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Gaumukh Experience
July 30, 2020



Before the beginning of time a story was born. Her name was shakti. There was nothing and we may call it Shiva. From this Shakti there emerged movement, sound light, elements and evolution. The Story merged with the trees flowers earth and elements. Those who paused and listened could hear her stories. This story wandered about from place to place, was told from person to person in the form of folktales around the fire in every part of the Universe. In India she also became the fire around which people felt warm listening to stories. She was part of the rivers on whose banks saints and people meditated and listened to her stories. She merged into the Great Himalayan mountains and spread herself so people could listen to her silence. She can never be forgotten, and she never will be as long as the Mountains and rivers last. She has no death and the only immortal one who will remain long after the Earth is extinct-stories.


Once upon a time … such powerful words. Four words that make you sit up and pay attention; words that can call to order the unruliest of crowds, words that can pull you out of your reverie and make you listen. That’s the power of storytelling. Who instills this seed in us? Do our ancestors pass it down or is it their blessings and good deeds that take us on the right path? Do we have a chance to meet them? Are there coincidences? Do we believe in Celestine prophecies? I had lot of questions in my mind?

Then it happened-2006

Memories freeze as the images of the past create vivid pictures of the places traveled by. It is not the destinations but the landscapes you drive past on your journeys that remain. The ocean winds as I drove through the Monterey bay in California the climb up to Gangothri and the Himalayan sights and the Alakananda and Bhagirathi rivers playing hide and seek, the bridge between two rivers on each side at Kambadkone in Mangalore, a mountain suddenly emerging and becoming larger than heaven as you walk through the Alps in the Austrian border, the huge Bodensee lake in Ravensburg Germany a flight of rare birds flying above and stretches and stretches of the waters, or just a route of wild flowers that look more beautiful than any botanical garden all along the garden route from East London to Cape town in South Africa.estretch of wild plants growing unevenly and yet supporting each other in the Gardn Route of South Africa , a sudden twilight hue being supported by clouds and the different new moon shapes in each coutry. Close your eyes and now here is a memory for you….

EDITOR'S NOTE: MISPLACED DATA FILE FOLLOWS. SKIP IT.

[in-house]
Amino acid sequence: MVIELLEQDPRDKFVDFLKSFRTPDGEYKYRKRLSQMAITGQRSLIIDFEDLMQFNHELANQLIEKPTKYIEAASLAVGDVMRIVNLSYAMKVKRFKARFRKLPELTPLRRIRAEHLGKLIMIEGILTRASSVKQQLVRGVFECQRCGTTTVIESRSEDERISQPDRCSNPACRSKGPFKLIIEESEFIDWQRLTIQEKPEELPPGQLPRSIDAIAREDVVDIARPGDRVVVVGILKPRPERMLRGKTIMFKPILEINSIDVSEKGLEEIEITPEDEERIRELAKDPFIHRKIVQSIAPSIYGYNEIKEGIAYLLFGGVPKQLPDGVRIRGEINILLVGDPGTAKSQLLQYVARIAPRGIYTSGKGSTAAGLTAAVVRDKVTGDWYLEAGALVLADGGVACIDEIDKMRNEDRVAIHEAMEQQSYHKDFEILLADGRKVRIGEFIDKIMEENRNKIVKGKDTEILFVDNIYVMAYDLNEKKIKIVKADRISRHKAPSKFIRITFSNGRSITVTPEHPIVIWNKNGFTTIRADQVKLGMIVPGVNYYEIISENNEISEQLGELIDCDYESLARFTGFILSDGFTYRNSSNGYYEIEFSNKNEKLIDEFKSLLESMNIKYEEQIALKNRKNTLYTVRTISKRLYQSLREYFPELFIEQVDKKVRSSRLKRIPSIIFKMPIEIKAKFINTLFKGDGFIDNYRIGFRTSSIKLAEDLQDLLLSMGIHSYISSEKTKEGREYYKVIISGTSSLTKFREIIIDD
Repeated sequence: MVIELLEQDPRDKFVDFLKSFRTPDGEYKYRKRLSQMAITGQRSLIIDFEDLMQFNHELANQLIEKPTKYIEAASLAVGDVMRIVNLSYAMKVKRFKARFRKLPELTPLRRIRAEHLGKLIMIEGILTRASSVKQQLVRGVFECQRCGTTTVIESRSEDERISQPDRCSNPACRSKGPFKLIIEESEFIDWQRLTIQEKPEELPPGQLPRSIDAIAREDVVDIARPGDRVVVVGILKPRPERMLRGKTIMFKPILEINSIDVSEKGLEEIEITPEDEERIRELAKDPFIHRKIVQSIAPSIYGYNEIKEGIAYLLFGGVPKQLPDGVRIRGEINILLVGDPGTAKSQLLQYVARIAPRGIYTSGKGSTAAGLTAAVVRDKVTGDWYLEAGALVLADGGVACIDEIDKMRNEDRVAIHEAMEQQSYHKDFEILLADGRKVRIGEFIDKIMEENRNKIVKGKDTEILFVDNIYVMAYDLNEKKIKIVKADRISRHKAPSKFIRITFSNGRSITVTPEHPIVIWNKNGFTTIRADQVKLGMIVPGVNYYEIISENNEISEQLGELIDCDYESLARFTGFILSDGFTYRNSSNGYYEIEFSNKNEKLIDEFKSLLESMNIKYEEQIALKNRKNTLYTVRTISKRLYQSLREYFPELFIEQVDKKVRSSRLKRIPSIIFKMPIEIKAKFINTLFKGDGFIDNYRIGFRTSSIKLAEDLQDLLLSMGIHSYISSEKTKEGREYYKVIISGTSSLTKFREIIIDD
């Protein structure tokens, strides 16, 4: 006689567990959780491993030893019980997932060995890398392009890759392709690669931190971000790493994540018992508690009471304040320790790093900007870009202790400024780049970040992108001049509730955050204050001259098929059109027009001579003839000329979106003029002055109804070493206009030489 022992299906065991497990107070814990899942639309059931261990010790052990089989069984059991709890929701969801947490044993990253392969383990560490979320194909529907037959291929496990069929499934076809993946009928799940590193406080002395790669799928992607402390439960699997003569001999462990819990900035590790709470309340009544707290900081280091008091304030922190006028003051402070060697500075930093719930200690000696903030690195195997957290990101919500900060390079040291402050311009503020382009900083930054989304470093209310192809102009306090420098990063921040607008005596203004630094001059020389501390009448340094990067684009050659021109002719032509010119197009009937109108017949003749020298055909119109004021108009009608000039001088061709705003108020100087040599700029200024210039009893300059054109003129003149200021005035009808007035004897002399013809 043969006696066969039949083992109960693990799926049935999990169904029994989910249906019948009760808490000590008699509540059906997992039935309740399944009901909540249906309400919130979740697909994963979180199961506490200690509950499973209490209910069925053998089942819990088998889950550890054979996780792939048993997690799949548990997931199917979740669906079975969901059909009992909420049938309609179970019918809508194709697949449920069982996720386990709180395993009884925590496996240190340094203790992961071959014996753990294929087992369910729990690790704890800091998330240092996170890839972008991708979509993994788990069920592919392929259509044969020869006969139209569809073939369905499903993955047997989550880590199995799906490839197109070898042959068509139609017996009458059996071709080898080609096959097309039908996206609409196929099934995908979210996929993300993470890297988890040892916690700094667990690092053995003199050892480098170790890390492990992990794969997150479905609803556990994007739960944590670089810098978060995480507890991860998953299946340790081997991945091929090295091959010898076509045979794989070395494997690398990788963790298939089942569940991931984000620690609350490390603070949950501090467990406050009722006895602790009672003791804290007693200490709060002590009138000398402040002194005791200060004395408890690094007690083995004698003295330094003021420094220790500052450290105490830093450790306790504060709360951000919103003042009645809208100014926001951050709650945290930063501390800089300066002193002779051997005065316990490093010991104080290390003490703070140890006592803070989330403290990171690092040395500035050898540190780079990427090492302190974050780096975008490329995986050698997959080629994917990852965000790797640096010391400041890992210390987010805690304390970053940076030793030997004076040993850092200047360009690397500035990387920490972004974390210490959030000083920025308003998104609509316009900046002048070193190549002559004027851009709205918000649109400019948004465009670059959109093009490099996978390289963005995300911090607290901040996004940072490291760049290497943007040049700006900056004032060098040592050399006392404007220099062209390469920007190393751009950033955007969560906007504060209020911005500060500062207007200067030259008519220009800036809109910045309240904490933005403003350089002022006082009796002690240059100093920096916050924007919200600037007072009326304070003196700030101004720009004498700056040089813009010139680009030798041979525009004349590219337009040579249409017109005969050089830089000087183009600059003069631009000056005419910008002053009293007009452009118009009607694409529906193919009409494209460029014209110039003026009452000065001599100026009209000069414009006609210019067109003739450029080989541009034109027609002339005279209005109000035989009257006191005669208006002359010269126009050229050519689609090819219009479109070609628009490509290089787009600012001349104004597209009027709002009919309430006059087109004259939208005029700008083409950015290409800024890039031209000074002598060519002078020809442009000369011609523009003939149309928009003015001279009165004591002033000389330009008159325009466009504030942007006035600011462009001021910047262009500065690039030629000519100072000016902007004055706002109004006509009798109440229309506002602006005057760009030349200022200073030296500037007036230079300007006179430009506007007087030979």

My best friend Alamelu passed away on March 1st 2007. Her last wish was to travel to Rishikesh. I had been there just once before my father passed away in 1995. My father passed away on March 2nd,1995.

March 20th 2007

I had a call from the organization called Room to Read in Delhi to do a workshop for their global team. I was excited and happy. Where? In Rishikesh. They had chosen Dayanand Ashram as the venue.
Hmm! I thought I could offer prayers too for my friend and took the opportunity to facilitate the Workshop. It was at the same time that a camp by Dayanand ji himself was also being conducted on the same campus.
One evening early in the week I sat by the Ganges where a devotee of His holiness Jagadguru Sri Chandrashekarendra Saraswathi of Kanchi kamakoti Shankaracharya ( who had attained Mahasmadhi in 1994 ) approached me and began to speak about our rituals, Karmendiyas, Indriyas etc. I was not familiar with many of the terms and he stopped abruptly and asked me to return next early morning before 5a.m to take a dip in the Ganges.
I was very scared of the water and its spate and also mortally scared of dips. I ignored him but surprisingly woke up around 5 and decided to go to the Ganges and as I stood looking at the dark cold mother Ganga I was scared. I just then saw him. He lead me towards the water and asked me to take several dips thinking of my ancestors, my father and my friend. I felt supported and took the 13 dips.. I then just sat on the banks of the Ganges as I noticed the stars fading one by one and the red scratch of the rising sun in the sky. I closed my eyes and meditated .It was chilly and cold but my mind was fresh. I then took the prasadam at the Ashram for it was Ramnavmi.